Off the Boulevard of Broken Dreams: The Knickerbocker Hotel's Haunted History

The building itself appears tired and worn out, and its history has been as jammed packed and traumatic as any melodrama made by the city that it calls home.

About the Author

Hadley Meares is a writer, actress, and singer who traded one Southland (her home state of North Carolina) for another. Her debut novel, "Absolutely," is now available on Amazon.
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A Most Novel Attraction: The Camera Obscura of Santa Monica

A Most Novel Attraction: The Camera Obscura of Santa Monica

On a flat circular board in front of me, the goings on of Ocean Avenue played out like a scene from a fuzzy home video shot in the 1980s.
Yamashiro: A Feudal Fortress in the Hollywood Hills

Yamashiro: A Feudal Fortress in the Hollywood Hills

The history of Yamashiro, a fanciful mish-mash of Japanese, Chinese, and other Asian architectural elements built by two German Jewish brothers, is as odd as its atmosphere.
Above the Silent Sleepers: The Lively Lives at Angelus-Rosedale Cemetery

Above the Silent Sleepers: The Lively Lives at Angelus-Rosedale Cemetery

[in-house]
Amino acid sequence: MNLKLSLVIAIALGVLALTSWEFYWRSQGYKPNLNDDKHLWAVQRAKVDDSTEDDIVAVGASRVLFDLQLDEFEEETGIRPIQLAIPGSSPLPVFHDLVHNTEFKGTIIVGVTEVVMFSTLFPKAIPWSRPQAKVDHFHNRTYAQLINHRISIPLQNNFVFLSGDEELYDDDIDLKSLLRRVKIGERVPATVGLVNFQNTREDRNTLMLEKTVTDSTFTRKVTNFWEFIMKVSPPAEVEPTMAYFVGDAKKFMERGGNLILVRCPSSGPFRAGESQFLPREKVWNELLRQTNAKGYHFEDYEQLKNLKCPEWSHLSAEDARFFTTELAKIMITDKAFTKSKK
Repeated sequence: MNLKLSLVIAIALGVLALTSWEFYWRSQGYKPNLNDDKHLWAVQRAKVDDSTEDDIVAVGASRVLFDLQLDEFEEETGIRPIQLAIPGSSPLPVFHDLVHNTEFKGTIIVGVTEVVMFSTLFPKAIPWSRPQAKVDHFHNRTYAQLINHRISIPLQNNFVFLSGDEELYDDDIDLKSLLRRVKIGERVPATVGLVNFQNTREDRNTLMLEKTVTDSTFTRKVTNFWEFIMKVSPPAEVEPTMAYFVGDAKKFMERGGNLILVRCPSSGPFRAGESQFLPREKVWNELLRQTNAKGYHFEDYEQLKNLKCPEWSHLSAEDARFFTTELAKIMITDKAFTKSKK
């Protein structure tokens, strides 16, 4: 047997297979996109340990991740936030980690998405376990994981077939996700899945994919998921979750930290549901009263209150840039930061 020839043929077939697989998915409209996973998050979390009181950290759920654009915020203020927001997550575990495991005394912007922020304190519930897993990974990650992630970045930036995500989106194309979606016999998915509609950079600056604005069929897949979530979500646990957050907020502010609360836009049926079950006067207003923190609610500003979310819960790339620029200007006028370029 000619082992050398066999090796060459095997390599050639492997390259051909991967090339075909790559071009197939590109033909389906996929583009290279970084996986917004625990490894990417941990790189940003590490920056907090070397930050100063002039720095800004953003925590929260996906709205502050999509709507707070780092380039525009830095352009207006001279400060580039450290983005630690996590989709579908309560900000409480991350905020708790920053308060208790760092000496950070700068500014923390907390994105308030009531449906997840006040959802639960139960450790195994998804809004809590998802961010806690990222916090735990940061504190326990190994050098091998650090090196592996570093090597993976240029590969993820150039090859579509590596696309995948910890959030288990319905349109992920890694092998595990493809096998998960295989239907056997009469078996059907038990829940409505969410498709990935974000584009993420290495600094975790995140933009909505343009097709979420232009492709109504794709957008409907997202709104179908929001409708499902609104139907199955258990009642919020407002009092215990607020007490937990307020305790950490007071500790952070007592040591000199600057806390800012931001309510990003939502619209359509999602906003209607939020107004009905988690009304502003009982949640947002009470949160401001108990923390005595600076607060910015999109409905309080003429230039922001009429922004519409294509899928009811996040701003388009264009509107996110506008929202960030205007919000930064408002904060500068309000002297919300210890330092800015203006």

Today, if the cemetery appears run down and a tad hungover, who can blame it? Its first fifty years were some of the liveliest any cemetery has ever known.
The Arches: Development, the Depression, and the Scenic Ruins of Dana Point Inn

The Arches: Development, the Depression, and the Scenic Ruins of Dana Point Inn

Powerful L.A. men descended on Orange County in a race to develop the coast as the "American Riviera" -- but even their wealth couldn't protect them from failure.
A Whimpering Roar: The Old Griffith Park Zoo, Then and Now

A Whimpering Roar: The Old Griffith Park Zoo, Then and Now

Parts of the old zoo at Griffith Park still stand, and they are moving reminders that sometimes humans just don't know best when it comes to animals.
Ranch of the Friends: The Extraordinary Evolution of the L.A. County Poor Farm

Ranch of the Friends: The Extraordinary Evolution of the L.A. County Poor Farm

The place of refuge for the destitute, the infirm, the addicted, and the elderly was a revolutionary concept when it opened in 1888, but since the late 1980s it has been left to be ...
Pan Pacific Auditorium and the Flourishing of L.A.'s Leisure Class

Pan Pacific Auditorium and the Flourishing of L.A.'s Leisure Class

Post-war California experienced a boom in prosperity that few could have imagined in the dark days of 1935. During the 1950s and 1960s, the Pan Pacific Auditorium was bustling with ...
When Central Avenue Swung: The Dunbar Hotel and the Golden Age of L.A.'s 'Little Harlem'

When Central Avenue Swung: The Dunbar Hotel and the Golden Age of L.A.'s 'Little Harlem'

Everybody who was anybody in the jazz world stayed at South Central's Dunbar Hotel, where "the future of black America was discussed every night of the week in the lobby".
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